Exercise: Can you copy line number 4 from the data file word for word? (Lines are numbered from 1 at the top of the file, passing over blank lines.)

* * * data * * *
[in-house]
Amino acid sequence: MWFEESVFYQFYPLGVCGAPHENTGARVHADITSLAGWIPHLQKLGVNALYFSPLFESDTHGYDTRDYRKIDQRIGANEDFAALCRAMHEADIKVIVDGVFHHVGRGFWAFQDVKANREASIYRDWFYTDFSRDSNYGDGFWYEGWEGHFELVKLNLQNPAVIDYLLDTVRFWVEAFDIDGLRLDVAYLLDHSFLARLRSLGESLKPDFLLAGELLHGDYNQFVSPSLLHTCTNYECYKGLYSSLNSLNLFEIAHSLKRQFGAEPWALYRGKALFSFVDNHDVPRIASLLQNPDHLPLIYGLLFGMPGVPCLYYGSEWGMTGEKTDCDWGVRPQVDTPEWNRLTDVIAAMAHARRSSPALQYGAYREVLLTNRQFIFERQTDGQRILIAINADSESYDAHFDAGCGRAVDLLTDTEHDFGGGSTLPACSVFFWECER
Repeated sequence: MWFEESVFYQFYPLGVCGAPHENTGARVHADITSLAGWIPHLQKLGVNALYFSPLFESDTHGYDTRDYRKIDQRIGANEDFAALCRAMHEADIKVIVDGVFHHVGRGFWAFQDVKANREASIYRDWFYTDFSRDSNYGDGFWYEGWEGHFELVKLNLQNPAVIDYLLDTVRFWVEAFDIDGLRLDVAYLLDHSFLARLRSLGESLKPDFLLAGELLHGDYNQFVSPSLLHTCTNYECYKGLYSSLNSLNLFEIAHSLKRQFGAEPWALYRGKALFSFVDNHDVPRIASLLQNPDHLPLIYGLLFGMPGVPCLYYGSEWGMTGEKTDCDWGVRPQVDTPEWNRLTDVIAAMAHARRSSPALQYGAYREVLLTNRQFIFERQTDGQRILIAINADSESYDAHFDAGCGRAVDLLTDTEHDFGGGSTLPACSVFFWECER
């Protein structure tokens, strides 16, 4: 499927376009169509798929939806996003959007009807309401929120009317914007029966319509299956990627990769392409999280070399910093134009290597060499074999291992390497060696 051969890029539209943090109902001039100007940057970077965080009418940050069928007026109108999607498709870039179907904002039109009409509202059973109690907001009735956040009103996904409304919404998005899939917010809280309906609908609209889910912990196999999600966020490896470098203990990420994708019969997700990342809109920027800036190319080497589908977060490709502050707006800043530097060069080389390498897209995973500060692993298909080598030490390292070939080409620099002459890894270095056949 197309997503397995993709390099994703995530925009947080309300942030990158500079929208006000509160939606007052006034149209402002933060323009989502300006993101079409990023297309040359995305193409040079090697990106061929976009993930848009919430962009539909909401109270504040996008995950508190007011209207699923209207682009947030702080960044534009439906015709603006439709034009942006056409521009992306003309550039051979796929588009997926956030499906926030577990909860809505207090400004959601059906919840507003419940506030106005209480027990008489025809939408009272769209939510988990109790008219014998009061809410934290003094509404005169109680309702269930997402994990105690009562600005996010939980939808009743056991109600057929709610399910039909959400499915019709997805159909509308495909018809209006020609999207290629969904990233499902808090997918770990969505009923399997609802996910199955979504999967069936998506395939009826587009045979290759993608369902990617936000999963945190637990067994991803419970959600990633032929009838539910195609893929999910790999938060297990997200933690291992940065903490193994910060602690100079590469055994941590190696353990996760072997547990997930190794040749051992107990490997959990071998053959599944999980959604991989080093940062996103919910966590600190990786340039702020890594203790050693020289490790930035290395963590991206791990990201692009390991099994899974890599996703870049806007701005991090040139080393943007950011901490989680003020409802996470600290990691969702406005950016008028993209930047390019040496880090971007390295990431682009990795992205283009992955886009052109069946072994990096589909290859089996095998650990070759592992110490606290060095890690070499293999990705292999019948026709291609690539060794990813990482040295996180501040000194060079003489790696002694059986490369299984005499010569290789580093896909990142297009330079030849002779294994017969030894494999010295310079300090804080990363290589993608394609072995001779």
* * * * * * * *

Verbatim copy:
């Protein structure tokens, strides 16, 4: 499927376009169509798929939806996003959007009807309401929120009317914007029966319509299956990627990769392409999280070399910093134009290597060499074999291992390497060696 051969890029539209943090109902001039100007940057970077965080009418940050069928007026109108999607498709870039179907904002039109009409509202059973109690907001009735956040009103996904409304919404998005899939917010809280309906609908609209889910912990196999999600966020490896470098203990990420994708019969997700990342809109920027800036190319080497589908977060490709502050707006800043530097060069080389390498897209995973500060692993298909080598030490390292070939080409620099002459890894270095056949 197309997503397995993709390099994703995530925009947080309300942030990158500079929208006000509160939606007052006034149209402002933060323009989502300006993101079409990023297309040359995305193409040079090697990106061929976009993930848009919430962009539909909401109270504040996008995950508190007011209207699923209207682009947030702080960044534009439906015709603006439709034009942006056409521009992306003309550039051979796929588009997926956030499906926030577990909860809505207090400004959601059906919840507003419940506030106005209480027990008489025809939408009272769209939510988990109790008219014998009061809410934290003094509404005169109680309702269930997402994990105690009562600005996010939980939808009743056991109600057929709610399910039909959400499915019709997805159909509308495909018809209006020609999207290629969904990233499902808090997918770990969505009923399997609802996910199955979504999967069936998506395939009826587009045979290759993608369902990617936000999963945190637990067994991803419970959600990633032929009838539910195609893929999910790999938060297990997200933690291992940065903490193994910060602690100079590469055994941590190696353990996760072997547990997930190794040749051992107990490997959990071998053959599944999980959604991989080093940062996103919910966590600190990786340039702020890594203790050693020289490790930035290395963590991206791990990201692009390991099994899974890599996703870049806007701005991090040139080393943007950011901490989680003020409802996470600290990691969702406005950016008028993209930047390019040496880090971007390295990431682009990795992205283009992955886009052109069946072994990096589909290859089996095998650990070759592992110490606290060095890690070499293999990705292999019948026709291609690539060794990813990482040295996180501040000194060079003489790696002694059986490369299984005499010569290789580093896909990142297009330079030849002779294994017969030894494999010295310079300090804080990363290589993608394609072995001779």